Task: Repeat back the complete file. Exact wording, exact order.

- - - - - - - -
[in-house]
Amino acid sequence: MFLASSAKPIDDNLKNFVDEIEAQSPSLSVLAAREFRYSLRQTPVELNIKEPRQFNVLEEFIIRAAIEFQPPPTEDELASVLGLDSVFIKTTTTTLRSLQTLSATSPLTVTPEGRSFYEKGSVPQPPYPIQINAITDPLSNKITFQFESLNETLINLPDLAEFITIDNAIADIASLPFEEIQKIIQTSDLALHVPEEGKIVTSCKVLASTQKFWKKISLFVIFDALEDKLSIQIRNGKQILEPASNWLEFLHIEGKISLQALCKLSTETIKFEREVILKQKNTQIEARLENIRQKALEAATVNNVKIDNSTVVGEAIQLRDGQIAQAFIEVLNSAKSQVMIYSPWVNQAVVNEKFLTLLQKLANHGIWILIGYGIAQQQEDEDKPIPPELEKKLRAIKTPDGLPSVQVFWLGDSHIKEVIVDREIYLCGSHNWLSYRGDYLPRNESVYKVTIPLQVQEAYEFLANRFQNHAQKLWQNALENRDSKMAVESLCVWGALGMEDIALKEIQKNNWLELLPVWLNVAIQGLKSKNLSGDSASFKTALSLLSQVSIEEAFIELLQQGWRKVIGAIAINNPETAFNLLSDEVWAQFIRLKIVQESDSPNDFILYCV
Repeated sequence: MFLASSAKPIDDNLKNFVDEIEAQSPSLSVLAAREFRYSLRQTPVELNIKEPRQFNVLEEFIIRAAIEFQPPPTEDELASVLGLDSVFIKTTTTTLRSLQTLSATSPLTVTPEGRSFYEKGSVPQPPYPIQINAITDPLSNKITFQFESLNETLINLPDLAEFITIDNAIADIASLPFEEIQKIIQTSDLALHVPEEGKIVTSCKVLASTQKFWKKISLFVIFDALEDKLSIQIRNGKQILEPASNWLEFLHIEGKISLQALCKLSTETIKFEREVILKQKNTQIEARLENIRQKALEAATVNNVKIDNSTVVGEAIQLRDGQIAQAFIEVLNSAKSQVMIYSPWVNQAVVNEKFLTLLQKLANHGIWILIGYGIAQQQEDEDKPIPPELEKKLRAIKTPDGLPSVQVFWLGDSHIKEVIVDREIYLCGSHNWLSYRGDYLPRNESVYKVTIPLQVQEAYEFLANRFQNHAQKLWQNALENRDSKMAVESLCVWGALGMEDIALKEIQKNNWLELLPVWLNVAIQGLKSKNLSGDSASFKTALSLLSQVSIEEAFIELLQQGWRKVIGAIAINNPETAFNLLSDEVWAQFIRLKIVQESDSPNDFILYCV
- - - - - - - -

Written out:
[in-house]
Amino acid sequence: MFLASSAKPIDDNLKNFVDEIEAQSPSLSVLAAREFRYSLRQTPVELNIKEPRQFNVLEEFIIRAAIEFQPPPTEDELASVLGLDSVFIKTTTTTLRSLQTLSATSPLTVTPEGRSFYEKGSVPQPPYPIQINAITDPLSNKITFQFESLNETLINLPDLAEFITIDNAIADIASLPFEEIQKIIQTSDLALHVPEEGKIVTSCKVLASTQKFWKKISLFVIFDALEDKLSIQIRNGKQILEPASNWLEFLHIEGKISLQALCKLSTETIKFEREVILKQKNTQIEARLENIRQKALEAATVNNVKIDNSTVVGEAIQLRDGQIAQAFIEVLNSAKSQVMIYSPWVNQAVVNEKFLTLLQKLANHGIWILIGYGIAQQQEDEDKPIPPELEKKLRAIKTPDGLPSVQVFWLGDSHIKEVIVDREIYLCGSHNWLSYRGDYLPRNESVYKVTIPLQVQEAYEFLANRFQNHAQKLWQNALENRDSKMAVESLCVWGALGMEDIALKEIQKNNWLELLPVWLNVAIQGLKSKNLSGDSASFKTALSLLSQVSIEEAFIELLQQGWRKVIGAIAINNPETAFNLLSDEVWAQFIRLKIVQESDSPNDFILYCV
Repeated sequence: MFLASSAKPIDDNLKNFVDEIEAQSPSLSVLAAREFRYSLRQTPVELNIKEPRQFNVLEEFIIRAAIEFQPPPTEDELASVLGLDSVFIKTTTTTLRSLQTLSATSPLTVTPEGRSFYEKGSVPQPPYPIQINAITDPLSNKITFQFESLNETLINLPDLAEFITIDNAIADIASLPFEEIQKIIQTSDLALHVPEEGKIVTSCKVLASTQKFWKKISLFVIFDALEDKLSIQIRNGKQILEPASNWLEFLHIEGKISLQALCKLSTETIKFEREVILKQKNTQIEARLENIRQKALEAATVNNVKIDNSTVVGEAIQLRDGQIAQAFIEVLNSAKSQVMIYSPWVNQAVVNEKFLTLLQKLANHGIWILIGYGIAQQQEDEDKPIPPELEKKLRAIKTPDGLPSVQVFWLGDSHIKEVIVDREIYLCGSHNWLSYRGDYLPRNESVYKVTIPLQVQEAYEFLANRFQNHAQKLWQNALENRDSKMAVESLCVWGALGMEDIALKEIQKNNWLELLPVWLNVAIQGLKSKNLSGDSASFKTALSLLSQVSIEEAFIELLQQGWRKVIGAIAINNPETAFNLLSDEVWAQFIRLKIVQESDSPNDFILYCV